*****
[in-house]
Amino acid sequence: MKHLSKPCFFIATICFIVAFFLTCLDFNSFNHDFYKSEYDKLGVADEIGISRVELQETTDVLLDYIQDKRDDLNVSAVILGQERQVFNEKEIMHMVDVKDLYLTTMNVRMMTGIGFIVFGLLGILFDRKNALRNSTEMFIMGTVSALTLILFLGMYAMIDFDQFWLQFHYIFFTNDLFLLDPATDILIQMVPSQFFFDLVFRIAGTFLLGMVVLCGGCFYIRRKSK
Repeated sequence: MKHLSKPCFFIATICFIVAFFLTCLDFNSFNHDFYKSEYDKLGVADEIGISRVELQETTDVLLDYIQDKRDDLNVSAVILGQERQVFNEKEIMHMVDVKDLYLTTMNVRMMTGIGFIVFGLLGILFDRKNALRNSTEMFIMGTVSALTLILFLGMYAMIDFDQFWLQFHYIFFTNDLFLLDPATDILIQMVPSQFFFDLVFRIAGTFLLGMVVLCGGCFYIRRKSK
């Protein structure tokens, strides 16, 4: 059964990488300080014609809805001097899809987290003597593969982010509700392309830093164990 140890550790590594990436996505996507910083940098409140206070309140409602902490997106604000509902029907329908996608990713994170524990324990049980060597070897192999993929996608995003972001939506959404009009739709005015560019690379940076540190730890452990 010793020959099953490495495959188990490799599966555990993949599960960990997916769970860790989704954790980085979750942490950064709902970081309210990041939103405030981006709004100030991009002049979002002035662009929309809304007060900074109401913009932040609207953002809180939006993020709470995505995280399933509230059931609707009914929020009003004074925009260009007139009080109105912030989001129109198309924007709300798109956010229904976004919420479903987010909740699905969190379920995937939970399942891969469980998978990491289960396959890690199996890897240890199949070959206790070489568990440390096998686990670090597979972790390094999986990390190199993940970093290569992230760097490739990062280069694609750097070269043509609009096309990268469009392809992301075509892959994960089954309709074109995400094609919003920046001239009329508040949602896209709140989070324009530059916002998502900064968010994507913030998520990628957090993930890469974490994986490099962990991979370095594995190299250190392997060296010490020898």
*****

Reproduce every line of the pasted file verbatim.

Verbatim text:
[in-house]
Amino acid sequence: MKHLSKPCFFIATICFIVAFFLTCLDFNSFNHDFYKSEYDKLGVADEIGISRVELQETTDVLLDYIQDKRDDLNVSAVILGQERQVFNEKEIMHMVDVKDLYLTTMNVRMMTGIGFIVFGLLGILFDRKNALRNSTEMFIMGTVSALTLILFLGMYAMIDFDQFWLQFHYIFFTNDLFLLDPATDILIQMVPSQFFFDLVFRIAGTFLLGMVVLCGGCFYIRRKSK
Repeated sequence: MKHLSKPCFFIATICFIVAFFLTCLDFNSFNHDFYKSEYDKLGVADEIGISRVELQETTDVLLDYIQDKRDDLNVSAVILGQERQVFNEKEIMHMVDVKDLYLTTMNVRMMTGIGFIVFGLLGILFDRKNALRNSTEMFIMGTVSALTLILFLGMYAMIDFDQFWLQFHYIFFTNDLFLLDPATDILIQMVPSQFFFDLVFRIAGTFLLGMVVLCGGCFYIRRKSK
């Protein structure tokens, strides 16, 4: 059964990488300080014609809805001097899809987290003597593969982010509700392309830093164990 140890550790590594990436996505996507910083940098409140206070309140409602902490997106604000509902029907329908996608990713994170524990324990049980060597070897192999993929996608995003972001939506959404009009739709005015560019690379940076540190730890452990 010793020959099953490495495959188990490799599966555990993949599960960990997916769970860790989704954790980085979750942490950064709902970081309210990041939103405030981006709004100030991009002049979002002035662009929309809304007060900074109401913009932040609207953002809180939006993020709470995505995280399933509230059931609707009914929020009003004074925009260009007139009080109105912030989001129109198309924007709300798109956010229904976004919420479903987010909740699905969190379920995937939970399942891969469980998978990491289960396959890690199996890897240890199949070959206790070489568990440390096998686990670090597979972790390094999986990390190199993940970093290569992230760097490739990062280069694609750097070269043509609009096309990268469009392809992301075509892959994960089954309709074109995400094609919003920046001239009329508040949602896209709140989070324009530059916002998502900064968010994507913030998520990628957090993930890469974490994986490099962990991979370095594995190299250190392997060296010490020898």